Emily Isaacson

The Value of Silence

Blog Post created by Emily Isaacson Expert on Sep 14, 2015

This post originally appeared on April 16, 2014.


Lately, I’ve noticed that my tolerance for wait time—those moments of silence during a classroom discussion– is getting bad.  Really bad.  And perhaps, more importantly, my conviction that class is going horribly if my students aren’t talking nonstop has gotten stronger.  I want my students to be talking, and I want them talking now.


But that doesn’t work. That’s why I’ve been trying to be more conscious of (and patient with) wait time, which is something that has always been part of my struggle in the classroom.  And I’ve recently discovered that giving students time to look for answers before expecting a response has actually done wonders.


Take a class where I taught Naguib Mahfouz’s short story “Zaabalawi.”  The story is a quest narrative where the narrator, in search of fulfillment and a transcendent experience, seeks out a mystic.  Critics argue that below the surface of Mahfouz’s tale lies a great deal of political critique.  To get to that, I wanted students to talk about the various characters that the narrator meets in his search – and particularly how, in the story, different members of Egyptian society treat the seeker along his quest.


I realized that if I wanted students to respond meaningfully to Mahfouz’s story, I needed to pose clear questions and give them a chance to process them. I needed to give my students time to look at the story for the answers and (most importantly) to point to direct quotations that would illustrate and support their answers.  I gave students 5 minutes and 3 questions:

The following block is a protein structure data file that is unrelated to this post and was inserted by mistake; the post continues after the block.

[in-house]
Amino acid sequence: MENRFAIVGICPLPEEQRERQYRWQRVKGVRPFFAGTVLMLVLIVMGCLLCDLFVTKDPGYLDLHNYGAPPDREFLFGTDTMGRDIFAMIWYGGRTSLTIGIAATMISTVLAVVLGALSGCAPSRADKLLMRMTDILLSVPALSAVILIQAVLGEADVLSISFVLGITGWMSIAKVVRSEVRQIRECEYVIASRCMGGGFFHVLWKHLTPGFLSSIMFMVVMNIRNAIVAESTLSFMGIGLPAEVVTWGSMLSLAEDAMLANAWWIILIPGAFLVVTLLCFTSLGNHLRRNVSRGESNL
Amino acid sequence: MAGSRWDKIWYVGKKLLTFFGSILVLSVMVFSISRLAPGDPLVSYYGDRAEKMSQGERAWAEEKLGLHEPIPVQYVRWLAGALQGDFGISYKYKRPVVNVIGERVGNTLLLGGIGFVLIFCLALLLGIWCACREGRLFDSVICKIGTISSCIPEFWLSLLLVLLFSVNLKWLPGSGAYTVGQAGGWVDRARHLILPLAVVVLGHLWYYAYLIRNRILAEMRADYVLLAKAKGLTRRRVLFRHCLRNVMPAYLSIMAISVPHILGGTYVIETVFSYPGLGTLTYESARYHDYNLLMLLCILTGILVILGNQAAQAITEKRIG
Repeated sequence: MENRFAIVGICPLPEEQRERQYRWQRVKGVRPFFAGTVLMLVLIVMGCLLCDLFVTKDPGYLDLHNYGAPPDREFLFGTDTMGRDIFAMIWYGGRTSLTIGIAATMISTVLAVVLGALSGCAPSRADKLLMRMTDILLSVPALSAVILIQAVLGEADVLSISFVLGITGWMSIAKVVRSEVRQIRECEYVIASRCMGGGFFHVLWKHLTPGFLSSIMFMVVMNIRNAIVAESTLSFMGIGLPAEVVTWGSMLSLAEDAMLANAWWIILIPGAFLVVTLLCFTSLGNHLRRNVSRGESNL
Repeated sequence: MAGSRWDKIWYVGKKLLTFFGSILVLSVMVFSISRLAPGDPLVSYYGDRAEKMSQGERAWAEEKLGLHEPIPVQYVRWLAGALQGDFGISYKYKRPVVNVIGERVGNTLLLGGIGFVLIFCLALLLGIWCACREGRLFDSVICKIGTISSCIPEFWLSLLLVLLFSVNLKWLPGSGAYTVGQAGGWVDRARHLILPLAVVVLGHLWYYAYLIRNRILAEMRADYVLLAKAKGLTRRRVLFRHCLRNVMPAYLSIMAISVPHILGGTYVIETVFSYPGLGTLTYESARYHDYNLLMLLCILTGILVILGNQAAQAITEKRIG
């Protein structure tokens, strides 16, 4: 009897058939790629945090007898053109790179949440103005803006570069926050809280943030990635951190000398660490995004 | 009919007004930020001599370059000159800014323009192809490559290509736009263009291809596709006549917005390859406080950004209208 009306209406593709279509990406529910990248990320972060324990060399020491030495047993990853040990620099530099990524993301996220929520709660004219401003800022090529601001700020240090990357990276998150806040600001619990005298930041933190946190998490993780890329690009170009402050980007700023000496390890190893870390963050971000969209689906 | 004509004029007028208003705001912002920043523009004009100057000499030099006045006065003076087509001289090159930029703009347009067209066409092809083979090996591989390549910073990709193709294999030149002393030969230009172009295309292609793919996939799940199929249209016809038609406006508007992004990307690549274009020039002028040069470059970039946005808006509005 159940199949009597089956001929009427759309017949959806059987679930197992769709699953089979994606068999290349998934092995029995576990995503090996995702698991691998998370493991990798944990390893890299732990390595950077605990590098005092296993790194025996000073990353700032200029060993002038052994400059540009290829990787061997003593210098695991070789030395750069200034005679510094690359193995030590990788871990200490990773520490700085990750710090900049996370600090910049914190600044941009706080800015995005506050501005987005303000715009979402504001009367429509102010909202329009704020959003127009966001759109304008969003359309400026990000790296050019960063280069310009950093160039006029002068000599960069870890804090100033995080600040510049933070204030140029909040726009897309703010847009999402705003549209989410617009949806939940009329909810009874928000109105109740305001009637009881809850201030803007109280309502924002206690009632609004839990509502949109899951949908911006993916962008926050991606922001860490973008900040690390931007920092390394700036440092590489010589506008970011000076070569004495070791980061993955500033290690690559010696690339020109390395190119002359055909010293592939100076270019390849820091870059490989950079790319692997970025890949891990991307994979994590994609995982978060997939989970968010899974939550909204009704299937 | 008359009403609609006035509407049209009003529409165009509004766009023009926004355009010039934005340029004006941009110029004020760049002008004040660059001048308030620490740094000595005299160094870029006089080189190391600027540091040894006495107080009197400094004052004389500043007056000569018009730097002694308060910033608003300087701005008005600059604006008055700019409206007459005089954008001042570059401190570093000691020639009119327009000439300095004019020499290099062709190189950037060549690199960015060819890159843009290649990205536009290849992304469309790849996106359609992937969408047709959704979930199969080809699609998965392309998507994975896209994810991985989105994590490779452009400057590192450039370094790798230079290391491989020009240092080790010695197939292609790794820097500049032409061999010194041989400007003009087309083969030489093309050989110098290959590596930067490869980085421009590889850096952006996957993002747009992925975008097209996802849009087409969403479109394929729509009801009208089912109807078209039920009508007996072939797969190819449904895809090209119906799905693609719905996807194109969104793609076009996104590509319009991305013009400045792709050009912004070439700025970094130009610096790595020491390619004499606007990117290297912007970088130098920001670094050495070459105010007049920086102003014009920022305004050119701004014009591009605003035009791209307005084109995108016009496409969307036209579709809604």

1. Who is the character?

2. What profession is he in?

3. How does her respond to the narrator’s quest?

By doing so, I provided students with a way in to the text and an opportunity for them to process their ideas before responding.


I simply stopped in the middle of class and asked students to look at the text and apply the above questions to the characters they encountered. When we resumed discussion we were able to chart out on the board the various characters – and point to Mahfouz’s criticism of the figures of social authority in the text (for example, the saintly Zaabalawi is mostly like to be found with the drunkard, and not with the lawyer).


It’s so simple, and yet so hard sometimes to remember that in our classrooms, our students need time to process our questions and to re-read literary texts with our questions in mind. They need us to take off the pressure of answering questions immediately. To let this happen, I’ve learned that it’s a good practice to wait out a long silence.